I am planning a mini-unit for my 11th grade economics classes where the students will analyze the arguments for and against central banking. First, could you recommend key primary documents for them to read so they can get a sense of the issues first hand? Secondly, would you recommend sticking to the Hamilton/Jefferson debate, the Fed Debate, the Jackson era debate, or a bit of each? I suppose this is an issue that has been debated on some level since the First National Bank was chartered; however, the majority of the materials I can put my hands on (as a public school teacher) seem to, surprise, consider this a case closed issue, Central Bank or bust! I would like to provide my students with a more well rounded view of central banking, in addition to teaching them how the Fed currently runs the show. Thanks.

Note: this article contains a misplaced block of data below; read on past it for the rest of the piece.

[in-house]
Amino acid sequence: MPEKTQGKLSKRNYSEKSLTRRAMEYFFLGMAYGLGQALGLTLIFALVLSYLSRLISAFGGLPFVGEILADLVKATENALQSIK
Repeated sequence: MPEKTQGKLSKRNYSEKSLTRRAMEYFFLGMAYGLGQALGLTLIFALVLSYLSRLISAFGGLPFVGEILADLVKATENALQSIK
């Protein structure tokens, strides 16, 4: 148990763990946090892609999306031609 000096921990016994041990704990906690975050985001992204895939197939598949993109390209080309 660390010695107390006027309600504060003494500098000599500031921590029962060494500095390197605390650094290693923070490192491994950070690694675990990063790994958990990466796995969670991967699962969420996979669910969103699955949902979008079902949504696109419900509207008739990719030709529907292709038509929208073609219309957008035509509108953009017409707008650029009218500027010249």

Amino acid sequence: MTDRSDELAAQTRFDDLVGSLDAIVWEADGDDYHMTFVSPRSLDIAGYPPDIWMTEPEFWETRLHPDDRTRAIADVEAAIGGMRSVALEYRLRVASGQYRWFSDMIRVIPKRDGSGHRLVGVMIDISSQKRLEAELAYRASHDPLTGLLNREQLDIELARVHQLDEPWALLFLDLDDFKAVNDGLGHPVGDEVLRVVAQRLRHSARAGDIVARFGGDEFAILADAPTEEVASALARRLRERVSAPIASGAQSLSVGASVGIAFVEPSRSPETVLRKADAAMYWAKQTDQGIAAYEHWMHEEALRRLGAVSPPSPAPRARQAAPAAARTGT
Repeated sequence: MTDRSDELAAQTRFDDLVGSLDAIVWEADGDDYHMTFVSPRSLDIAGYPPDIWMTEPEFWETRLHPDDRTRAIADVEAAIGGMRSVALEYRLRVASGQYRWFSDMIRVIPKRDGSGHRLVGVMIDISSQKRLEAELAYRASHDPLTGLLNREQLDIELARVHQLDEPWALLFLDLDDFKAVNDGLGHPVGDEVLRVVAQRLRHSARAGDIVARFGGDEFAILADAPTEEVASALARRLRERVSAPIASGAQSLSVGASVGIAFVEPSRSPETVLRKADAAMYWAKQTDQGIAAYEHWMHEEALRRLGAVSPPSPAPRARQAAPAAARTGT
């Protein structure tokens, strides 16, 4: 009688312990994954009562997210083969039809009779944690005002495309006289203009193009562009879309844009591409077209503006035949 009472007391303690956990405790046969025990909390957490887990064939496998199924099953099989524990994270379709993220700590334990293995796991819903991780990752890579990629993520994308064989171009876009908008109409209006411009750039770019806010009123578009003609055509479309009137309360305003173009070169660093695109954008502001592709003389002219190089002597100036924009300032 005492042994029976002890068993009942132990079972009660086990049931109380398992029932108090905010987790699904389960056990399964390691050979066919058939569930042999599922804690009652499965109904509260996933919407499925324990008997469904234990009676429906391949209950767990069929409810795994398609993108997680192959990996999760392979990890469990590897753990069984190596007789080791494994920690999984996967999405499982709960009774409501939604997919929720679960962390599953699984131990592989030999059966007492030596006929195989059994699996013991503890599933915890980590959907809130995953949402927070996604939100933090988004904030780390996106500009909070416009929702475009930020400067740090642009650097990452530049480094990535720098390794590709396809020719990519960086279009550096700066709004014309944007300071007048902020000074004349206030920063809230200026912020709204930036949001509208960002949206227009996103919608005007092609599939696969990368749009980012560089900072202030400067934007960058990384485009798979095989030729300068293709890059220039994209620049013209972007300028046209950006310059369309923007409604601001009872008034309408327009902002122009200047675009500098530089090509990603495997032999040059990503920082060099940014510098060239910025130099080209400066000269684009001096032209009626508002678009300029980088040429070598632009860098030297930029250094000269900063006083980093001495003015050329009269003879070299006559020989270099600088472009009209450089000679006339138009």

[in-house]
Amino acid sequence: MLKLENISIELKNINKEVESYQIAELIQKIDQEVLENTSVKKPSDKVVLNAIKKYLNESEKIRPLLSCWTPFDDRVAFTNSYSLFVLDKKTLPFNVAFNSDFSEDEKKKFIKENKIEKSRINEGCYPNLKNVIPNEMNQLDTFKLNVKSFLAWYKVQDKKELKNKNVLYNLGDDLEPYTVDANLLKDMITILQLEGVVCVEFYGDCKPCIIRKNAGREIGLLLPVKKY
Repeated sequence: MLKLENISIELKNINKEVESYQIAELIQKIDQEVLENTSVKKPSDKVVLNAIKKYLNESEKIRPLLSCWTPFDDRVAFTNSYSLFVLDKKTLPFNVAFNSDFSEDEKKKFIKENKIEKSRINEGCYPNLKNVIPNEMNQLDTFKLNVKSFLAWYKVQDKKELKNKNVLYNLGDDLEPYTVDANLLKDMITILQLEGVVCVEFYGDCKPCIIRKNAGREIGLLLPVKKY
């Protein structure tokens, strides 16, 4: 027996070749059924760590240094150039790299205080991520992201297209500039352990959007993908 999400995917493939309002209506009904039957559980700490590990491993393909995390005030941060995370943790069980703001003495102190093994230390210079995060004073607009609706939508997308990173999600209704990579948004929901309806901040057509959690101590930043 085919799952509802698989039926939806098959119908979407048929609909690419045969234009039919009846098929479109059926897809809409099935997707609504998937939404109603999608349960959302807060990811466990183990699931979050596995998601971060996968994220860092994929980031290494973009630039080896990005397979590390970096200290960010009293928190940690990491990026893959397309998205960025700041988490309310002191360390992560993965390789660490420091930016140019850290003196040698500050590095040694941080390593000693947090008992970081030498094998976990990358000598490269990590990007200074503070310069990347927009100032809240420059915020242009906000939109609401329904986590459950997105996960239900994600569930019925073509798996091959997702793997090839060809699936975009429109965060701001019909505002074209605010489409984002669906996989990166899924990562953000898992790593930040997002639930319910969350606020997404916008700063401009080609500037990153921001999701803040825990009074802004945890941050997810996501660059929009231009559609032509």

I would start with the Jefferson/Hamilton debate and move forward. Use Jefferson’s attack on the bank followed by Hamilton’s defense. I would also consult Taylor of Caroline’s Inquiry into the Principles and Policies of the Government of the United States has a very good chapter on banking. You can then address the issue with the rechartering of the Bank (narrowly passed the Senate and good info in the debates there on the bill), the Marshall Court via Mc. v. Maryland, and later Jackson’s veto of the recharter for 2nd BUS. William Gouge wrote an excellent treaty against central banking in 1833. Very Jeffersonian. There was some opposition to the National Banking Acts in the 1860s, but remember, the South was out of the Union at that point so the legislation was passed by a Northern pro-banking majority. As for the FED, see Pujo’s (of LA) opposition along with that of Glass (of VA) and C.A. Lindbergh of MN (considered a socialist but very Jeffersonian in his critique of the FED). Hope that helps.